For their mother to accept carers? This will be difficult while their mother is in denial and their sister is 'colluding'. The other siblings don't have to go along with this. Bottom line- if push comes to shove, they can withdraw their help.
Does anyone have Power of Attorney (POA)? If not, this should be a priority but I guess it would be difficult to get agreement to this.
It's a very difficult situation but not unusual. I think the siblings need to decide what their aim is before they work out how to get there.
Good luck - and keep posting. Others will be along with more direct experience than I have.
 

Jaded'n'faded

Registered User
Jan 23, 2019
2,252
0
High Peak
I'm also wondering about the daughter's motivation is for pretending nothing is wrong. Have you actually asked her why she's doing it?

Being a very suspicious person, I'd be thinking about money. Is there any chance the daughter is manipulating her mother financially or doing something underhand, like getting her to change her Will? If she can convince the doctor that mum's OK, she could probably also convince a solicitor, which would be much harder if the mother had a dementia diagnosis...

Of course, I could be completely wrong (and hope I am!) but please check...
 

Violet Jane

Registered User
Aug 23, 2021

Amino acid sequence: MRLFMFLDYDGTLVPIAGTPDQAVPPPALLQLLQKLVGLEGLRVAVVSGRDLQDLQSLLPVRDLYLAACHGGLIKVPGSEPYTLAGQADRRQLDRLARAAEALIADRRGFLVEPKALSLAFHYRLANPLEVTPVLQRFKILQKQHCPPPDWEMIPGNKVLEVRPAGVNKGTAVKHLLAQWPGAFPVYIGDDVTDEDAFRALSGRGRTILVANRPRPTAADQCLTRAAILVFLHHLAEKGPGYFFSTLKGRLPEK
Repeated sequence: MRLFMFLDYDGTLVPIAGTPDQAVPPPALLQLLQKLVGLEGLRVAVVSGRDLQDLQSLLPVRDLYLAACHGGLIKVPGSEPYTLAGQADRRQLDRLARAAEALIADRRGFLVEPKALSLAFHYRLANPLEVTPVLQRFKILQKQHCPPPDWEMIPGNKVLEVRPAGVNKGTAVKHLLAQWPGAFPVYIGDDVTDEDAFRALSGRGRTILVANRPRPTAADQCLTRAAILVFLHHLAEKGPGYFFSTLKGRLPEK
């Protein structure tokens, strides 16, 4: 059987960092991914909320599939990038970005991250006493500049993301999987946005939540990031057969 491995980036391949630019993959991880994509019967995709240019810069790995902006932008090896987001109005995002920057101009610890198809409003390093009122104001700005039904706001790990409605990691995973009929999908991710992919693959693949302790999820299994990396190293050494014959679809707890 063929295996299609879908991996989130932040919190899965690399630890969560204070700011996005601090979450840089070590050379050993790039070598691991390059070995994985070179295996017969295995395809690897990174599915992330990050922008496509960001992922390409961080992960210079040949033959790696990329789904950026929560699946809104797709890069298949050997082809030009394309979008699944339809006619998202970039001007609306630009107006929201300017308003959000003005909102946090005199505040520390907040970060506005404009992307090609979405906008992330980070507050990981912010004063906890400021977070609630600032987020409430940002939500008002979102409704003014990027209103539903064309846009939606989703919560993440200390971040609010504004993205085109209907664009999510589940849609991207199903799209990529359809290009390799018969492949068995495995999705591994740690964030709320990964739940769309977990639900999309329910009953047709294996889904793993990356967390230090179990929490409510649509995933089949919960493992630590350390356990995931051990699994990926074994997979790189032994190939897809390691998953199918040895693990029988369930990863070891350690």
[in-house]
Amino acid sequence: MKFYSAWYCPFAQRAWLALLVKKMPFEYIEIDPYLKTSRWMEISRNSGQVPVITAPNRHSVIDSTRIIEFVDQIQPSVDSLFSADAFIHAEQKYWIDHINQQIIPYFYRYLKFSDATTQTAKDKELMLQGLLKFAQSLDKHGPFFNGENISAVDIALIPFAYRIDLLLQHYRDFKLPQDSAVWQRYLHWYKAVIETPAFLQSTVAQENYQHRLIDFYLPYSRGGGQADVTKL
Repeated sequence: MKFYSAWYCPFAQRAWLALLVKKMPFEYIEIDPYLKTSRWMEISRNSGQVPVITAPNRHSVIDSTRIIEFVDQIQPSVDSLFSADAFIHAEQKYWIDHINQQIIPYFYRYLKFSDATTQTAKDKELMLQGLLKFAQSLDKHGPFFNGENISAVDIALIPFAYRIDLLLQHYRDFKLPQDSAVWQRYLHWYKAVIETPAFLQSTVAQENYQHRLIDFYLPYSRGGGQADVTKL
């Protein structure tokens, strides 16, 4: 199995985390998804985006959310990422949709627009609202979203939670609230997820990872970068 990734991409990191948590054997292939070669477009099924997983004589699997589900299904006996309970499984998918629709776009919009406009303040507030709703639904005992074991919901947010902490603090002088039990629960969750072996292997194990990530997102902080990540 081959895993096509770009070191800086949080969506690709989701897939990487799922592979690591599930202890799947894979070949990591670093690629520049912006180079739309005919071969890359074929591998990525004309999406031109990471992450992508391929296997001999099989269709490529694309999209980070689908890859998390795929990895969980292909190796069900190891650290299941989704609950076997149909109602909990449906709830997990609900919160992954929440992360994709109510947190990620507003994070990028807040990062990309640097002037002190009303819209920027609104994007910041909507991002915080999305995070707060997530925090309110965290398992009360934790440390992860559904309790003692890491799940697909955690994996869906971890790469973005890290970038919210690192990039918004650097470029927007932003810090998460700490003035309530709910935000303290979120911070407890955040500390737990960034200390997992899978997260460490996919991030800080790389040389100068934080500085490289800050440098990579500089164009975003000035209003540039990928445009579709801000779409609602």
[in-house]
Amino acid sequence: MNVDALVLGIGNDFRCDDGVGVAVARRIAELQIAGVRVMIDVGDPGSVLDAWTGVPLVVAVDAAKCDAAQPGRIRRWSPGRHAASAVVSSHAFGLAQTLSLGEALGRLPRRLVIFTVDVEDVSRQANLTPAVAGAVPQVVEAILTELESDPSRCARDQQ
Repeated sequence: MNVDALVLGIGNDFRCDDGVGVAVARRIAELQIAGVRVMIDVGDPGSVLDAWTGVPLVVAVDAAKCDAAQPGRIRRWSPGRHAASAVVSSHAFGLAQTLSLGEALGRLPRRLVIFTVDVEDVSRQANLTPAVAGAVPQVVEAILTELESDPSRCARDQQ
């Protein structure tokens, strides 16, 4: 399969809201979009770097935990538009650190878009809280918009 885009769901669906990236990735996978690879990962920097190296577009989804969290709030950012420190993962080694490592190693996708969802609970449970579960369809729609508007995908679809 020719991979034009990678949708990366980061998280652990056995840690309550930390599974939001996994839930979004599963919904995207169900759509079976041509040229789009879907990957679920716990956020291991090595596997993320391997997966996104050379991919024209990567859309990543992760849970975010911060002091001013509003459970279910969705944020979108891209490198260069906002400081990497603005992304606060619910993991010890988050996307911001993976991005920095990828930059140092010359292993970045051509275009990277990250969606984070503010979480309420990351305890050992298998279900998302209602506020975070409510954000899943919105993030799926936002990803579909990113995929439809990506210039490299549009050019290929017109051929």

420
0
There might well be some skullduggery going on but, equally, it’s possible that the daughter in question just cannot face up to the idea that her mother has dementia, which is a horrifying diagnosis. I think that families can convince themselves that Mum or whoever is just getting old / just has her funny little ways / was always forgetful and disorganised. In this case, the siblings have colluded in the sister’s version of events, for whatever reason, and by offering so much support the mother’s problems are being masked. If they all stepped away things would no doubt go downhill rapidly.

The siblings could of course get together and challenge the sister’s version of events by writing to the GP and asking for another assessment. Alternatively, they could step away and leave the sister to provide all the care.

A pertinent question is who has POAs for the mother.
 

Ken Scott

New member
Oct 20, 2021
3
0
Thanks for the input folks. I like the term skullduggery :) and yes there is an element of that, I was being subtle in using the term deemed capacity’. As it turns out all the siblings have joint POA’s however the family solicitor states that while ‘mum’ retains capacity and undiagnosed any decisions are hers + any one of the POA’s , who jointly look after the banking , shopping, bills etc as she’s housebound for the last 3 years & not really too mobile. Although of course, she was telling me about her trip round to ASDA just two weeks ago on the community bus.....
So, there is some protection in place legally , if not quite robust. The key issue remains the denial of the problem. Since my last post there has been a major blow up as another of the siblings spoke to the GP about the wisdom of a hospital appt on a physical matter ( travel, anxiousness, Covid etc). The GP felt it was on balance something that would be wise to park for a few weeks. During that conversation the subject of memory/ behaviour was discussed.
Instant fireworks! How dare you/ interfering/ ‘mum could have a stroke if it’s not checked/ your fault if she does etc, etc. The real issue though was that the memory thing was mentioned to the GP.
As I’m 3rd party I don’t ( and can’t) interfere directly hence my turning to this forum to seek wisdom & advice in the hope of seeing if anyone else has experienced similar. Thanks again